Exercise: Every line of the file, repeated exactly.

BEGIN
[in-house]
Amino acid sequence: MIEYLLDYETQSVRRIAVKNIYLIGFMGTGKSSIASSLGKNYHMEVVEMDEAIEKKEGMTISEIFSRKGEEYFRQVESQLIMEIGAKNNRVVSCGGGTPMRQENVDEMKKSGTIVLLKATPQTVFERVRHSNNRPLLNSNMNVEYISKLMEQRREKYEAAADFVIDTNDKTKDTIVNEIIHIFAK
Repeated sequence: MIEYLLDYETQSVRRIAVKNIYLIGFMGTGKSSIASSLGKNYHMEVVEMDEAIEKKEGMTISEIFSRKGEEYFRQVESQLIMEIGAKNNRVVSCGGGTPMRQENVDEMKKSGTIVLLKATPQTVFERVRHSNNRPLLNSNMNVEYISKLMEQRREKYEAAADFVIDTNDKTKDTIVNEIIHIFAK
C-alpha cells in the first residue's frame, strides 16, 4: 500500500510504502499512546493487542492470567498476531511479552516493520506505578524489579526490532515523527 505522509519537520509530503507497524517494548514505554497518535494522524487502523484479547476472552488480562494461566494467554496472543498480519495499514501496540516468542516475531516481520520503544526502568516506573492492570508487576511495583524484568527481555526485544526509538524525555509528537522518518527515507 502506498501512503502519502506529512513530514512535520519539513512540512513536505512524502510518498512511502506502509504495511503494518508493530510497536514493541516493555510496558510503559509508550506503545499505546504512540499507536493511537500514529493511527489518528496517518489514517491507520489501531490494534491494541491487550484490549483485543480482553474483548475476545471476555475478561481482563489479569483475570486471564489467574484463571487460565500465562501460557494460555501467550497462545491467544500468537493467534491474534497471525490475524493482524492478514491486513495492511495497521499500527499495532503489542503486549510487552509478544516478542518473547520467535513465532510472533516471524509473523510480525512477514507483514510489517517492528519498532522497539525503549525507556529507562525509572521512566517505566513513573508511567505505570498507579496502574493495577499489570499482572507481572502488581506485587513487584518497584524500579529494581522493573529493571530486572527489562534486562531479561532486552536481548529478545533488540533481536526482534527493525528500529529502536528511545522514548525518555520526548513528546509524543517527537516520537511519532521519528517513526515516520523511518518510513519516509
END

[in-house]
Amino acid sequence: MIEYLLDYETQSVRRIAVKNIYLIGFMGTGKSSIASSLGKNYHMEVVEMDEAIEKKEGMTISEIFSRKGEEYFRQVESQLIMEIGAKNNRVVSCGGGTPMRQENVDEMKKSGTIVLLKATPQTVFERVRHSNNRPLLNSNMNVEYISKLMEQRREKYEAAADFVIDTNDKTKDTIVNEIIHIFAK
Repeated sequence: MIEYLLDYETQSVRRIAVKNIYLIGFMGTGKSSIASSLGKNYHMEVVEMDEAIEKKEGMTISEIFSRKGEEYFRQVESQLIMEIGAKNNRVVSCGGGTPMRQENVDEMKKSGTIVLLKATPQTVFERVRHSNNRPLLNSNMNVEYISKLMEQRREKYEAAADFVIDTNDKTKDTIVNEIIHIFAK
C-alpha cells in the first residue's frame, strides 16, 4: 500500500510504502499512546493487542492470567498476531511479552516493520506505578524489579526490532515523527 505522509519537520509530503507497524517494548514505554497518535494522524487502523484479547476472552488480562494461566494467554496472543498480519495499514501496540516468542516475531516481520520503544526502568516506573492492570508487576511495583524484568527481555526485544526509538524525555509528537522518518527515507 502506498501512503502519502506529512513530514512535520519539513512540512513536505512524502510518498512511502506502509504495511503494518508493530510497536514493541516493555510496558510503559509508550506503545499505546504512540499507536493511537500514529493511527489518528496517518489514517491507520489501531490494534491494541491487550484490549483485543480482553474483548475476545471476555475478561481482563489479569483475570486471564489467574484463571487460565500465562501460557494460555501467550497462545491467544500468537493467534491474534497471525490475524493482524492478514491486513495492511495497521499500527499495532503489542503486549510487552509478544516478542518473547520467535513465532510472533516471524509473523510480525512477514507483514510489517517492528519498532522497539525503549525507556529507562525509572521512566517505566513513573508511567505505570498507579496502574493495577499489570499482572507481572502488581506485587513487584518497584524500579529494581522493573529493571530486572527489562534486562531479561532486552536481548529478545533488540533481536526482534527493525528500529529502536528511545522514548525518555520526548513528546509524543517527537516520537511519532521519528517513526515516520523511518518510513519516509